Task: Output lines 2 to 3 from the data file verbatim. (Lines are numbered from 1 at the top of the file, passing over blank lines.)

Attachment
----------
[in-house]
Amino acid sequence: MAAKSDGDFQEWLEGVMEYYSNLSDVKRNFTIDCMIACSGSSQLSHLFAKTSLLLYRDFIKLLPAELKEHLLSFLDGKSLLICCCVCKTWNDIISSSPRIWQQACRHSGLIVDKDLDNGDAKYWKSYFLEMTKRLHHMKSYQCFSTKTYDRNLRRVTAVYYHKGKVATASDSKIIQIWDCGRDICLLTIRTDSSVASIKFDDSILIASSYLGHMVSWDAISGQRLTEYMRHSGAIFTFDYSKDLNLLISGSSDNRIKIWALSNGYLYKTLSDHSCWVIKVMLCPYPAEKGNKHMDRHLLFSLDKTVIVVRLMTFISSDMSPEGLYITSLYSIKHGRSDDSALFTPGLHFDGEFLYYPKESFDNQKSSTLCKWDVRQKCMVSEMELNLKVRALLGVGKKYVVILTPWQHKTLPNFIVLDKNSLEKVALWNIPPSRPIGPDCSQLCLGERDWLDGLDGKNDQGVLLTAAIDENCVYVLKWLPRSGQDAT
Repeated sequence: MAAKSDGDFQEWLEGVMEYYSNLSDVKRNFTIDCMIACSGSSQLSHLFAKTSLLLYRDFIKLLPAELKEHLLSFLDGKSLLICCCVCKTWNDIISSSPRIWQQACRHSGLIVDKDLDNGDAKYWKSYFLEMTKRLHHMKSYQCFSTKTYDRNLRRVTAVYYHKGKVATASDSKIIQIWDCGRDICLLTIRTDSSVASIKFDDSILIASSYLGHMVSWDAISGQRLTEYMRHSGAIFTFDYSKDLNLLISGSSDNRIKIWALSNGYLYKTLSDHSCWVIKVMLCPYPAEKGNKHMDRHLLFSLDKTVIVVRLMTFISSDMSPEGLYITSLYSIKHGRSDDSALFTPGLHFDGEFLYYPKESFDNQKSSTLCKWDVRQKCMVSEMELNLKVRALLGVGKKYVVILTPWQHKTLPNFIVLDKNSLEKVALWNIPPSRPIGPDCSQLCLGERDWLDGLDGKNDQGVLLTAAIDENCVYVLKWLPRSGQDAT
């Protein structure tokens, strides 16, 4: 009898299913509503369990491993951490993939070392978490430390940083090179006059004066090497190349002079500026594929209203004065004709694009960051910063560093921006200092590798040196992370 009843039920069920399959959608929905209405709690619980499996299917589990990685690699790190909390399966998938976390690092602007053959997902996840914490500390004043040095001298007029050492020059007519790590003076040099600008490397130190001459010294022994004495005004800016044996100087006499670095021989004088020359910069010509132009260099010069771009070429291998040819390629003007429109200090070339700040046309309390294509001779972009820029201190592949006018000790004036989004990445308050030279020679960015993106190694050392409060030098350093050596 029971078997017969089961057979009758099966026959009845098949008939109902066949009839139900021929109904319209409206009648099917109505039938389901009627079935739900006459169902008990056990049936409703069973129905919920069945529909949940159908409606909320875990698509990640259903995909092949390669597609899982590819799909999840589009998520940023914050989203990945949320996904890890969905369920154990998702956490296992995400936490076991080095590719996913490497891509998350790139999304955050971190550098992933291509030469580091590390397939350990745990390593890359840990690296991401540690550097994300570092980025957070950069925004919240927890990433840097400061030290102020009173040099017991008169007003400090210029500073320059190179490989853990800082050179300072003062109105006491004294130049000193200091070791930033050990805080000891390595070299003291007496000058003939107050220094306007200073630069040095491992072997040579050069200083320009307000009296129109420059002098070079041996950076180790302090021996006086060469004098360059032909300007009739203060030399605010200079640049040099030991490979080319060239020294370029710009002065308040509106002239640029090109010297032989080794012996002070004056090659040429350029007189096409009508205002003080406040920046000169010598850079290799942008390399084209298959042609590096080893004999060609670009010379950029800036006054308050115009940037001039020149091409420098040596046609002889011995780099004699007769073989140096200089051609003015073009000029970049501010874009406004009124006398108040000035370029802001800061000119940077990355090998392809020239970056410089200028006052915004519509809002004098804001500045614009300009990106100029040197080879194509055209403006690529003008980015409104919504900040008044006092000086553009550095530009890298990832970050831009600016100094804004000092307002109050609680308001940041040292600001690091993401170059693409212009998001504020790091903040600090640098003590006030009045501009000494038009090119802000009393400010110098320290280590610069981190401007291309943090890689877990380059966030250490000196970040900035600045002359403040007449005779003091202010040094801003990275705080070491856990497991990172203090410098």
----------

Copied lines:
Amino acid sequence: MAAKSDGDFQEWLEGVMEYYSNLSDVKRNFTIDCMIACSGSSQLSHLFAKTSLLLYRDFIKLLPAELKEHLLSFLDGKSLLICCCVCKTWNDIISSSPRIWQQACRHSGLIVDKDLDNGDAKYWKSYFLEMTKRLHHMKSYQCFSTKTYDRNLRRVTAVYYHKGKVATASDSKIIQIWDCGRDICLLTIRTDSSVASIKFDDSILIASSYLGHMVSWDAISGQRLTEYMRHSGAIFTFDYSKDLNLLISGSSDNRIKIWALSNGYLYKTLSDHSCWVIKVMLCPYPAEKGNKHMDRHLLFSLDKTVIVVRLMTFISSDMSPEGLYITSLYSIKHGRSDDSALFTPGLHFDGEFLYYPKESFDNQKSSTLCKWDVRQKCMVSEMELNLKVRALLGVGKKYVVILTPWQHKTLPNFIVLDKNSLEKVALWNIPPSRPIGPDCSQLCLGERDWLDGLDGKNDQGVLLTAAIDENCVYVLKWLPRSGQDAT
Repeated sequence: MAAKSDGDFQEWLEGVMEYYSNLSDVKRNFTIDCMIACSGSSQLSHLFAKTSLLLYRDFIKLLPAELKEHLLSFLDGKSLLICCCVCKTWNDIISSSPRIWQQACRHSGLIVDKDLDNGDAKYWKSYFLEMTKRLHHMKSYQCFSTKTYDRNLRRVTAVYYHKGKVATASDSKIIQIWDCGRDICLLTIRTDSSVASIKFDDSILIASSYLGHMVSWDAISGQRLTEYMRHSGAIFTFDYSKDLNLLISGSSDNRIKIWALSNGYLYKTLSDHSCWVIKVMLCPYPAEKGNKHMDRHLLFSLDKTVIVVRLMTFISSDMSPEGLYITSLYSIKHGRSDDSALFTPGLHFDGEFLYYPKESFDNQKSSTLCKWDVRQKCMVSEMELNLKVRALLGVGKKYVVILTPWQHKTLPNFIVLDKNSLEKVALWNIPPSRPIGPDCSQLCLGERDWLDGLDGKNDQGVLLTAAIDENCVYVLKWLPRSGQDAT